During her residency, Heidi Neilson built a quadrifilar helicoid antenna for the roof of Elsewhere to intercept weather data transmissions from NOAA weather satellites that passed overhead. Acting as a citizen scientist, she set up a workstation in the 3rd floor Ghost Room, learning to translate the transmissions into images using open source software and researching the interference patterns that appeared on those images. Her activity gave visible form to the otherwise invisible streams of data that pass through the everyday environment. It provided a dramatically enlarged frame for understanding how the museum is situated geographically and how stuff takes up room around us. Beyond this, Faxes from Space both models and participates in broadening community access to information and technology generally seen as out of public reach.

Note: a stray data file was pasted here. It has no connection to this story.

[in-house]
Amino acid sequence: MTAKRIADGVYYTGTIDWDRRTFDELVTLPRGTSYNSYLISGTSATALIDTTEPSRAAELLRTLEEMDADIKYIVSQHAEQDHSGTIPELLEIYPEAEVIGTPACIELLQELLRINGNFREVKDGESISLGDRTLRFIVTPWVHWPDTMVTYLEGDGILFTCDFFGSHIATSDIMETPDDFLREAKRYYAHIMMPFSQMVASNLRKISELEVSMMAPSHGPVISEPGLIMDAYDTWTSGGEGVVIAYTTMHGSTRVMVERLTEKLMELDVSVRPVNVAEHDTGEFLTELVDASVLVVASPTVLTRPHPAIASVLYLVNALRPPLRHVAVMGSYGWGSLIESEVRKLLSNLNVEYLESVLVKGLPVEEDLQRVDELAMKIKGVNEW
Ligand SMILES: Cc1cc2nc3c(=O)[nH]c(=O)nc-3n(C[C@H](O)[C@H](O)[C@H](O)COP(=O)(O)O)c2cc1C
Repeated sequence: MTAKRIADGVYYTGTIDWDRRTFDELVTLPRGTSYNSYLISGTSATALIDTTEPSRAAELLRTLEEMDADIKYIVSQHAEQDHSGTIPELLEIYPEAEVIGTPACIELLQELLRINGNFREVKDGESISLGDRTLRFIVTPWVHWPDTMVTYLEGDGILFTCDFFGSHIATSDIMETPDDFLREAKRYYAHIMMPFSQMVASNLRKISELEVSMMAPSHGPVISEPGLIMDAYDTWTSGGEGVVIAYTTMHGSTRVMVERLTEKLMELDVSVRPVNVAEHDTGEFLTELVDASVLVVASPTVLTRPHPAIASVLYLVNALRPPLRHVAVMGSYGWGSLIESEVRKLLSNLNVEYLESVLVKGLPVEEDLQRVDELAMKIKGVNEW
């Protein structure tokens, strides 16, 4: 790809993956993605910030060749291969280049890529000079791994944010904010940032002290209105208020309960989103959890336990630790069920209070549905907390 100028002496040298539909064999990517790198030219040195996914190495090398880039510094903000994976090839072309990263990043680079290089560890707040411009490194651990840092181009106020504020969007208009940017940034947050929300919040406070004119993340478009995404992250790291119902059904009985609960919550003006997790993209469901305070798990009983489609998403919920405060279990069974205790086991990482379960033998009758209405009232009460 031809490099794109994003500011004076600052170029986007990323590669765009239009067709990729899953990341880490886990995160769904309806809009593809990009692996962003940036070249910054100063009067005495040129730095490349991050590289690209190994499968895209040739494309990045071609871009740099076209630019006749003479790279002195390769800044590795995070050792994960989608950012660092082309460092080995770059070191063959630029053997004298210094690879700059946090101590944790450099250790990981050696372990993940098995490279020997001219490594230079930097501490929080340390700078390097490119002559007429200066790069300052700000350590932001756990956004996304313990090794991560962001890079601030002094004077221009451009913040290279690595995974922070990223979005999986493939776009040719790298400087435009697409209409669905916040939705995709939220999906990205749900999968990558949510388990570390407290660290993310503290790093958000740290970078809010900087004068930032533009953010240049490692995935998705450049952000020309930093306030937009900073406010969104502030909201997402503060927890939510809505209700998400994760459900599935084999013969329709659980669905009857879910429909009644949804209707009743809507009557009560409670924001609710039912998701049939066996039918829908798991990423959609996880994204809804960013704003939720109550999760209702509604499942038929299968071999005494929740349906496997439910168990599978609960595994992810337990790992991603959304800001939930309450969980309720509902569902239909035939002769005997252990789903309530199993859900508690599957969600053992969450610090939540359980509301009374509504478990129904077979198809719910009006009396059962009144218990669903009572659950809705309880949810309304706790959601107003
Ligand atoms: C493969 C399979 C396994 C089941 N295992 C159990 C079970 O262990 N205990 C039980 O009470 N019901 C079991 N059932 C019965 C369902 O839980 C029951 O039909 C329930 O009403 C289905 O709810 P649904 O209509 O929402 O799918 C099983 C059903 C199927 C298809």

Additionally, Neilson turned to Cold War era educational texts from the Elsewhere collection to illustrate a book that describes her research methods and findings, thus connecting early efforts to draw a lay public into conversations about space age technology with her own practice.